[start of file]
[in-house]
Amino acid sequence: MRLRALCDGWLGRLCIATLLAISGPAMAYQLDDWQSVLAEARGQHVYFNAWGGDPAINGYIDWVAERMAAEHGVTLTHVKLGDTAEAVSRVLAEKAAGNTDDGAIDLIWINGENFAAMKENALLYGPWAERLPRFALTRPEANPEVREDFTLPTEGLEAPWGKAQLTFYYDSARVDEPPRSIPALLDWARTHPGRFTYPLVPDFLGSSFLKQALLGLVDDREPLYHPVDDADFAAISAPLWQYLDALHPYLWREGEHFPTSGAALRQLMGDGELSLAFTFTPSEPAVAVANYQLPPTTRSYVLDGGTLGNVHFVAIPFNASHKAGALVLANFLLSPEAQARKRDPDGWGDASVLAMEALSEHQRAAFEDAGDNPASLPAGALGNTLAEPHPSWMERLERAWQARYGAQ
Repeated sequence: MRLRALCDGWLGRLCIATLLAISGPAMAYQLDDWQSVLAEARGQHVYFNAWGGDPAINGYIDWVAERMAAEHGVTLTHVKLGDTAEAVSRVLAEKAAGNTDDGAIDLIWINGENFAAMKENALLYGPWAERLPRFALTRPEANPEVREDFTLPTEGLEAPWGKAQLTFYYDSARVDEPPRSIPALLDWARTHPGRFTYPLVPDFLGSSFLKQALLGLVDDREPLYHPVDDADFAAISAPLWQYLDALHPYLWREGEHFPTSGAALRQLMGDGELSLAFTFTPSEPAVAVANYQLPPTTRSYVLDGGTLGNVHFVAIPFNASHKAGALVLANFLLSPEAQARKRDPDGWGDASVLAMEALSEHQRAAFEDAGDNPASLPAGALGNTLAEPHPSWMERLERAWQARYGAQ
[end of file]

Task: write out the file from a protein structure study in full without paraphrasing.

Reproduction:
[in-house]
Amino acid sequence: MRLRALCDGWLGRLCIATLLAISGPAMAYQLDDWQSVLAEARGQHVYFNAWGGDPAINGYIDWVAERMAAEHGVTLTHVKLGDTAEAVSRVLAEKAAGNTDDGAIDLIWINGENFAAMKENALLYGPWAERLPRFALTRPEANPEVREDFTLPTEGLEAPWGKAQLTFYYDSARVDEPPRSIPALLDWARTHPGRFTYPLVPDFLGSSFLKQALLGLVDDREPLYHPVDDADFAAISAPLWQYLDALHPYLWREGEHFPTSGAALRQLMGDGELSLAFTFTPSEPAVAVANYQLPPTTRSYVLDGGTLGNVHFVAIPFNASHKAGALVLANFLLSPEAQARKRDPDGWGDASVLAMEALSEHQRAAFEDAGDNPASLPAGALGNTLAEPHPSWMERLERAWQARYGAQ
Repeated sequence: MRLRALCDGWLGRLCIATLLAISGPAMAYQLDDWQSVLAEARGQHVYFNAWGGDPAINGYIDWVAERMAAEHGVTLTHVKLGDTAEAVSRVLAEKAAGNTDDGAIDLIWINGENFAAMKENALLYGPWAERLPRFALTRPEANPEVREDFTLPTEGLEAPWGKAQLTFYYDSARVDEPPRSIPALLDWARTHPGRFTYPLVPDFLGSSFLKQALLGLVDDREPLYHPVDDADFAAISAPLWQYLDALHPYLWREGEHFPTSGAALRQLMGDGELSLAFTFTPSEPAVAVANYQLPPTTRSYVLDGGTLGNVHFVAIPFNASHKAGALVLANFLLSPEAQARKRDPDGWGDASVLAMEALSEHQRAAFEDAGDNPASLPAGALGNTLAEPHPSWMERLERAWQARYGAQ